מתחסנים בראשון לציון
Teachers in Rishon Lezion line up for vaccinations
Photo: Motti Kimchi
Teachers in Rishon Lezion line up for vaccinations

In first, Tel Aviv votes to ban unvaccinated teachers from schools

Tel Aviv Municipality becomes the first in Israel to approve the measure, which from Sunday will obligate all teaching staff at schools and kindergartens, as well as administrative workers, to present Green Pass or negative COVID test at entrance

Tamar Trabelsi Hadad |
Published: 03.10.21, 13:16
The city of Tel Aviv on Wednesday in an unprecedented move decided to ban all unvaccinated school and kindergarten teachers from entering educational facilities from next week.
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  • The government in the past mulled passing a similar, nationwide legislation but it was ultimately put on hold after running into a series of judicial hurdles and a threat of a strike from Teacher's Union.
    2 צפייה בגלריה
    מתחסנים בראשון לציון
    מתחסנים בראשון לציון
    Teachers in Rishon Lezion line up for vaccinations
    (Photo: Motti Kimchi )
    Tel Aviv, therefore, becomes the first city in the country to approve the contentious measure.
    According to the decision, starting Sunday, all teaching staff at schools and kindergartens - as well as administrative workers - will be obliged to present a Green Pass at the entrance to the facility or a negative coronavirus test taken at least 72 hours prior.
    Tel Aviv Municipality said that each instance of an employee refusing to be tested or vaccinated, would be examined on its own merits. The municipality added it may use "all the tools at its disposal" to maintain the health of students and staff.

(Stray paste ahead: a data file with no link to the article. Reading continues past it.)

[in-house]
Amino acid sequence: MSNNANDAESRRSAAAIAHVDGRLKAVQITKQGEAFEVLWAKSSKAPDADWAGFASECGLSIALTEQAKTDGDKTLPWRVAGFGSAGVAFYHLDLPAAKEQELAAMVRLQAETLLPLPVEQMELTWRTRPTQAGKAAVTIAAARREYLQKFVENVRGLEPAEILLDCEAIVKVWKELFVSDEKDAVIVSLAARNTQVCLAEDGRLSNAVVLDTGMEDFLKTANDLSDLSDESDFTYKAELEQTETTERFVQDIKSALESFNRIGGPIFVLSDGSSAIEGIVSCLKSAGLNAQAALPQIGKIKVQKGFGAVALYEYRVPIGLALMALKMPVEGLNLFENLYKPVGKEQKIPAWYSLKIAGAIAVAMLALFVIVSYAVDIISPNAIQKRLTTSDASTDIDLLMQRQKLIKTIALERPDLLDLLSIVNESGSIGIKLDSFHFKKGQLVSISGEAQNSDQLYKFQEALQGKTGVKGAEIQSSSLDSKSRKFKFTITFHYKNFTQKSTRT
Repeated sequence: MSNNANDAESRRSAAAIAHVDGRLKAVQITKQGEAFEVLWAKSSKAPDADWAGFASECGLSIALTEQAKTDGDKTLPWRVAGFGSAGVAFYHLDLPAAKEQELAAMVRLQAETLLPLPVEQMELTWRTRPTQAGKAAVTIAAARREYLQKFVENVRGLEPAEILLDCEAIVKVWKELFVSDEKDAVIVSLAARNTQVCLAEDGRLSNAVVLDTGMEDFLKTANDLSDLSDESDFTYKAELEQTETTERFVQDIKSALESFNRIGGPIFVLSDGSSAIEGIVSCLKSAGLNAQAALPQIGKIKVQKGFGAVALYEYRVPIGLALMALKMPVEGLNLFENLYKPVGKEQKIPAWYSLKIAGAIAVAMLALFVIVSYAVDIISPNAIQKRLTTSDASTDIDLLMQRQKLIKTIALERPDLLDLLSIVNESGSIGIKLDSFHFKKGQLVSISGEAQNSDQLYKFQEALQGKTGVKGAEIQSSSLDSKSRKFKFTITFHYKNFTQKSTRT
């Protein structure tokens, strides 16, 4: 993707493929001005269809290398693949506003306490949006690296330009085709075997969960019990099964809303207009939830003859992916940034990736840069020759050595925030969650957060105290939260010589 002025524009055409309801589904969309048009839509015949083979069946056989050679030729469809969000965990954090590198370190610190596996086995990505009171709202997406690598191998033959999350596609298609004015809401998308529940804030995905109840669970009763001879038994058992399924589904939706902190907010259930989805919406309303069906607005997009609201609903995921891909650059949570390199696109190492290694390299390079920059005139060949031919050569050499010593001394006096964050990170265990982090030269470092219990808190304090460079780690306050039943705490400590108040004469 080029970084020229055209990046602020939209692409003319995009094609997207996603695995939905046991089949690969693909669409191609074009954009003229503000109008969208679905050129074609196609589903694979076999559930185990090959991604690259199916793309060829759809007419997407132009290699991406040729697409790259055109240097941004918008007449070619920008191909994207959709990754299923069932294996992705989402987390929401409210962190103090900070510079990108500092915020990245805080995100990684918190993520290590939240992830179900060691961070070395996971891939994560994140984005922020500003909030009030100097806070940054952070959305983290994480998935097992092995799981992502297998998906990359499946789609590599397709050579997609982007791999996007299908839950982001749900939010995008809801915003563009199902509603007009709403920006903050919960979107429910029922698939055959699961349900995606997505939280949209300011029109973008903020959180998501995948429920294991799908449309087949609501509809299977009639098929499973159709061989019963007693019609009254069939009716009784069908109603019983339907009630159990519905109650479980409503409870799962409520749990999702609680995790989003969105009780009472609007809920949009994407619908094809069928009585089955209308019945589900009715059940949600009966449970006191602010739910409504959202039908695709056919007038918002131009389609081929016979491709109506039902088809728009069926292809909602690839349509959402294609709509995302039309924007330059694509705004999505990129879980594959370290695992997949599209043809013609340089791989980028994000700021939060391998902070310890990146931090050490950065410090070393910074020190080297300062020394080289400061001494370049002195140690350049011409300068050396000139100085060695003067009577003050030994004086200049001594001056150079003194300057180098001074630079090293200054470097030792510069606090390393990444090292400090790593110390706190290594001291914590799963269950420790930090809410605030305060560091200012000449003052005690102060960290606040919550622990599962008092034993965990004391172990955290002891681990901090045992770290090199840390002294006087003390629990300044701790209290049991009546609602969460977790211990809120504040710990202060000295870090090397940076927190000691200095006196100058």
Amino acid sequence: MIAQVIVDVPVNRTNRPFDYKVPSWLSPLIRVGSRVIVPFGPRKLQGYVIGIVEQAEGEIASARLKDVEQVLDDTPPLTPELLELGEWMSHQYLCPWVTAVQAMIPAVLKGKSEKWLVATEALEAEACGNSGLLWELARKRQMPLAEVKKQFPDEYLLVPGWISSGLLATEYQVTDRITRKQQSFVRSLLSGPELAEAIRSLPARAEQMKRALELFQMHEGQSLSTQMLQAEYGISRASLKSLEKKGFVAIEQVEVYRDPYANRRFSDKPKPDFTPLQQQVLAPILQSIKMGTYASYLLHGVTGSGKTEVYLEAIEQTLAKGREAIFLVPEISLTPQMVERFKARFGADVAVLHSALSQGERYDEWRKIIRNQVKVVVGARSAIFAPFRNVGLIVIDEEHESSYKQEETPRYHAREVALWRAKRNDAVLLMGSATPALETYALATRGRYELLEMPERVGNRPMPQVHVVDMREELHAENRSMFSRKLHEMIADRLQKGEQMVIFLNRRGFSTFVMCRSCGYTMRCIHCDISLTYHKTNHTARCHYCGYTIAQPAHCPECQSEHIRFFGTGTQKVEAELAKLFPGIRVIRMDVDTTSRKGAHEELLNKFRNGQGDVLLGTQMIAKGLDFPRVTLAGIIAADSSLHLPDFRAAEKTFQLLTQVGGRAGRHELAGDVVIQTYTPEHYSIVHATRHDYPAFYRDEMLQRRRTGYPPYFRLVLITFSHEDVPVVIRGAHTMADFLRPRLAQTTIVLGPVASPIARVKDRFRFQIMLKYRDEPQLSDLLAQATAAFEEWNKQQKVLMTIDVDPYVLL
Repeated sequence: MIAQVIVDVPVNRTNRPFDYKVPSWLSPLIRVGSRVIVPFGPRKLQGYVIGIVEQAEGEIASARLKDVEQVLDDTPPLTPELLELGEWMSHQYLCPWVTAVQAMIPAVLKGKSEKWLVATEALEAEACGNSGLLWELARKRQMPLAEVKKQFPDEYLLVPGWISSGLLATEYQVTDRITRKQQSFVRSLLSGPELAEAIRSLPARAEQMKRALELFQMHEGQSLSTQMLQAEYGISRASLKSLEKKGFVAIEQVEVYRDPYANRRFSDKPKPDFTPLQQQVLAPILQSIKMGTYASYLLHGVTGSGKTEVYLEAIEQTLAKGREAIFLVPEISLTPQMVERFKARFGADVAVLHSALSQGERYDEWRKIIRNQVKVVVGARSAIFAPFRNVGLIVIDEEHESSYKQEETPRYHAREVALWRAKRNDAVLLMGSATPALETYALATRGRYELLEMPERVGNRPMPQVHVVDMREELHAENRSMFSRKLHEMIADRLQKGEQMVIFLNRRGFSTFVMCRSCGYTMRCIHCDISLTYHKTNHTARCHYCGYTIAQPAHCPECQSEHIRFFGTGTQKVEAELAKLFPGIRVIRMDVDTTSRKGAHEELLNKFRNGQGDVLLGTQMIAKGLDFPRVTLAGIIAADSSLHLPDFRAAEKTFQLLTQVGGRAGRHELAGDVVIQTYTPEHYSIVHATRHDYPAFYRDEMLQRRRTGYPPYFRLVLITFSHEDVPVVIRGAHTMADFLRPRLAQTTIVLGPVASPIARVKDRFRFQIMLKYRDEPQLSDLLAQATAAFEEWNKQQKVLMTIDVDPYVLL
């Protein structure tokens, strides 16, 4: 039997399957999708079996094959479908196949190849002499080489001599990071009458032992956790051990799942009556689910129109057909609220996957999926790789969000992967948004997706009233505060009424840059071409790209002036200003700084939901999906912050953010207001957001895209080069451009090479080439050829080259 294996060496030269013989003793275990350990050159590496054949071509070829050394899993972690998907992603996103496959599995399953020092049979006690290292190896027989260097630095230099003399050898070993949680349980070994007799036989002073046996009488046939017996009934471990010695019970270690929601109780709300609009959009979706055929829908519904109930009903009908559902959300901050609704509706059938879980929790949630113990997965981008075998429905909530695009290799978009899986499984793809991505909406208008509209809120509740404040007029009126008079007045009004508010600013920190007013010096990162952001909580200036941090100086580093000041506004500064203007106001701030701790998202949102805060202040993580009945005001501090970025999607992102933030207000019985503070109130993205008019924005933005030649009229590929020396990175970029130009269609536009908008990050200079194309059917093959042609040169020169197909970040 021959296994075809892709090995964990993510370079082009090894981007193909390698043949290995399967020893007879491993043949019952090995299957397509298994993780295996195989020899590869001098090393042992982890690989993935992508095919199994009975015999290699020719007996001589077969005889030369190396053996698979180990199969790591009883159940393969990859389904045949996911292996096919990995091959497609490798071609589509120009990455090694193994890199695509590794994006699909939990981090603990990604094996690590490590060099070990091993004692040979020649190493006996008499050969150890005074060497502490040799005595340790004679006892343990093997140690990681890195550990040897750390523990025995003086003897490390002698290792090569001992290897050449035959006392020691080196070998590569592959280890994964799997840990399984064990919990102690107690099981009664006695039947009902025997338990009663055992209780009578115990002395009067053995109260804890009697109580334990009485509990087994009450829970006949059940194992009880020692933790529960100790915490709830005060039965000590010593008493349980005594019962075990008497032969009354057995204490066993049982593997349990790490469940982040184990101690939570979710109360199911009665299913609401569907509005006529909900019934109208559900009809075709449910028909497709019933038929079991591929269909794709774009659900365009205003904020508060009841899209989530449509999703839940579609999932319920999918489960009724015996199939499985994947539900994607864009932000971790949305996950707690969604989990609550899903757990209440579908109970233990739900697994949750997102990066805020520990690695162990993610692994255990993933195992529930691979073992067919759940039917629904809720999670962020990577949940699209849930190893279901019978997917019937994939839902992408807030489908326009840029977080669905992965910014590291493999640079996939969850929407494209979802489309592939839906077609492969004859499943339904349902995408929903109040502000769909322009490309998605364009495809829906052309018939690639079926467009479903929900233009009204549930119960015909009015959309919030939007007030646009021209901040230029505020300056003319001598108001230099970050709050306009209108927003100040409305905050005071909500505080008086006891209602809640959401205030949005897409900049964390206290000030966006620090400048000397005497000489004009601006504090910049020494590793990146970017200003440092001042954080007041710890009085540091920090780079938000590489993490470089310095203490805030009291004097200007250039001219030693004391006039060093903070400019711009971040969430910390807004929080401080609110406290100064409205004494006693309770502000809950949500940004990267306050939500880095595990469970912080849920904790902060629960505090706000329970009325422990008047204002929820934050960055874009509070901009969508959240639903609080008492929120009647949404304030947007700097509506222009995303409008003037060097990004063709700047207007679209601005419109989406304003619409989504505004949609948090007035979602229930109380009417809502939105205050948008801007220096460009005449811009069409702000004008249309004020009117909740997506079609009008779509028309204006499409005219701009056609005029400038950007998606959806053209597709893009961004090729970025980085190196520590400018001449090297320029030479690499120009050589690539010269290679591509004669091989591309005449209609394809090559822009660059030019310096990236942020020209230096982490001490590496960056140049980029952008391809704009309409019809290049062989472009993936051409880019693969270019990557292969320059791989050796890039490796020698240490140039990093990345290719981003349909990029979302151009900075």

2 צפייה בגלריה
    בי"ס גבריאלי הכרמל
    בי"ס גבריאלי הכרמל
    Children at Gabrieli Carmel School in Tel Aviv
    (Photo: Motti Kimchi )
    In Tel Aviv, more than 50 kindergartens and schools are currently closed due to members of staff or children being exposure to verified COVID carriers.
    In a letter addressed to the educational staff, the municipality said it encourages vaccination or testing [of the staff] and focuses its effort on reducing the infection rate across the city's schools and kindergartens. "Unfortunately, not all workers are vaccinated and infections in educational institutions have been rising over the last two weeks," the letter said.
    Attorney Tel Kadesh, who represents Tel Aviv parents in a collective lawsuit that demands all staff in the city's education system be vaccinated or tested, welcomed the decision. He wondered, however, how it would be enforced and what punitive measures will be used by the municipality.

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